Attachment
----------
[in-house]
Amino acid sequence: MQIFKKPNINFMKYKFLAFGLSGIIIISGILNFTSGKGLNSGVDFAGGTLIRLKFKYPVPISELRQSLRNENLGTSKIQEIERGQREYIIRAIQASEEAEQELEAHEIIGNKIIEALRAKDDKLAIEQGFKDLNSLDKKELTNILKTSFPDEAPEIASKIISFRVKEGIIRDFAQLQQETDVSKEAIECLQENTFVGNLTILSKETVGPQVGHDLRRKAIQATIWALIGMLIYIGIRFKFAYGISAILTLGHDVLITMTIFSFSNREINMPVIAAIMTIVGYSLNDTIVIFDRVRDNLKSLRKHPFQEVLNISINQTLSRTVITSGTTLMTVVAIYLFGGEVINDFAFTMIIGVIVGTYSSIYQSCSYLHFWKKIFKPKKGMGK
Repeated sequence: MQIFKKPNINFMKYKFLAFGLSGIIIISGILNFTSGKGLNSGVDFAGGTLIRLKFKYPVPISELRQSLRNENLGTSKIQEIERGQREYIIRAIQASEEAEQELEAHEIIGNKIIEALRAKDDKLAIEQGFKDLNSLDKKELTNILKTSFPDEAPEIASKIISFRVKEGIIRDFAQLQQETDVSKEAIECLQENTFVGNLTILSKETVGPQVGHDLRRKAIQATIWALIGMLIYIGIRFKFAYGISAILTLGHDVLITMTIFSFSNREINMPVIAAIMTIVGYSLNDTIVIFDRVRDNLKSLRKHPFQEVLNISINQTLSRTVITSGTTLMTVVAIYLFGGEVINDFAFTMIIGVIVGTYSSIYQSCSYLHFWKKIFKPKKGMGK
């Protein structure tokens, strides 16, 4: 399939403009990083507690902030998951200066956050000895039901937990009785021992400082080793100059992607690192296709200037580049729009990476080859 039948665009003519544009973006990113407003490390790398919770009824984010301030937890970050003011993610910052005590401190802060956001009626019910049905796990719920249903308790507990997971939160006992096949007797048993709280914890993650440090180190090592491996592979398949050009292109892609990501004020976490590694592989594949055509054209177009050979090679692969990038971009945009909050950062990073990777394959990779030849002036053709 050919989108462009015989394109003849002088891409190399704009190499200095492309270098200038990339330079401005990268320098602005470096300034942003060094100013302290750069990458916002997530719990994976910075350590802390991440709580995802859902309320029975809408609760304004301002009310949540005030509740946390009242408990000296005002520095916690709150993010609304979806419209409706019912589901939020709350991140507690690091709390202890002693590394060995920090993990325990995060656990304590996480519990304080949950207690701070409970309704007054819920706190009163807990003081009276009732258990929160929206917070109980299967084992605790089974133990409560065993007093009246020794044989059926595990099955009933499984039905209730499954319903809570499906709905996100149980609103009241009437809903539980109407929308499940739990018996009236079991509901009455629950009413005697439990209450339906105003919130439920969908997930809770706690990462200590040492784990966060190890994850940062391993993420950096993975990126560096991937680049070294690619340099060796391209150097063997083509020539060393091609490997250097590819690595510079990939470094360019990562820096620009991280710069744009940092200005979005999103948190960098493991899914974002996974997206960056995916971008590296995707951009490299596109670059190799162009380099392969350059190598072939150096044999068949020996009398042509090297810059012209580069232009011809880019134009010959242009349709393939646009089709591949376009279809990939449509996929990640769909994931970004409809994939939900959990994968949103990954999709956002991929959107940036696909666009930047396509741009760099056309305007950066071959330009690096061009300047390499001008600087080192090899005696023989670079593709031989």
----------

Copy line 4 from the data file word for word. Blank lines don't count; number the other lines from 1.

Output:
């Protein structure tokens, strides 16, 4: 399939403009990083507690902030998951200066956050000895039901937990009785021992400082080793100059992607690192296709200037580049729009990476080859 039948665009003519544009973006990113407003490390790398919770009824984010301030937890970050003011993610910052005590401190802060956001009626019910049905796990719920249903308790507990997971939160006992096949007797048993709280914890993650440090180190090592491996592979398949050009292109892609990501004020976490590694592989594949055509054209177009050979090679692969990038971009945009909050950062990073990777394959990779030849002036053709 050919989108462009015989394109003849002088891409190399704009190499200095492309270098200038990339330079401005990268320098602005470096300034942003060094100013302290750069990458916002997530719990994976910075350590802390991440709580995802859902309320029975809408609760304004301002009310949540005030509740946390009242408990000296005002520095916690709150993010609304979806419209409706019912589901939020709350991140507690690091709390202890002693590394060995920090993990325990995060656990304590996480519990304080949950207690701070409970309704007054819920706190009163807990003081009276009732258990929160929206917070109980299967084992605790089974133990409560065993007093009246020794044989059926595990099955009933499984039905209730499954319903809570499906709905996100149980609103009241009437809903539980109407929308499940739990018996009236079991509901009455629950009413005697439990209450339906105003919130439920969908997930809770706690990462200590040492784990966060190890994850940062391993993420950096993975990126560096991937680049070294690619340099060796391209150097063997083509020539060393091609490997250097590819690595510079990939470094360019990562820096620009991280710069744009940092200005979005999103948190960098493991899914974002996974997206960056995916971008590296995707951009490299596109670059190799162009380099392969350059190598072939150096044999068949020996009398042509090297810059012209580069232009011809880019134009010959242009349709393939646009089709591949376009279809990939449509996929990640769909994931970004409809994939939900959990994968949103990954999709956002991929959107940036696909666009930047396509741009760099056309305007950066071959330009690096061009300047390499001008600087080192090899005696023989670079593709031989």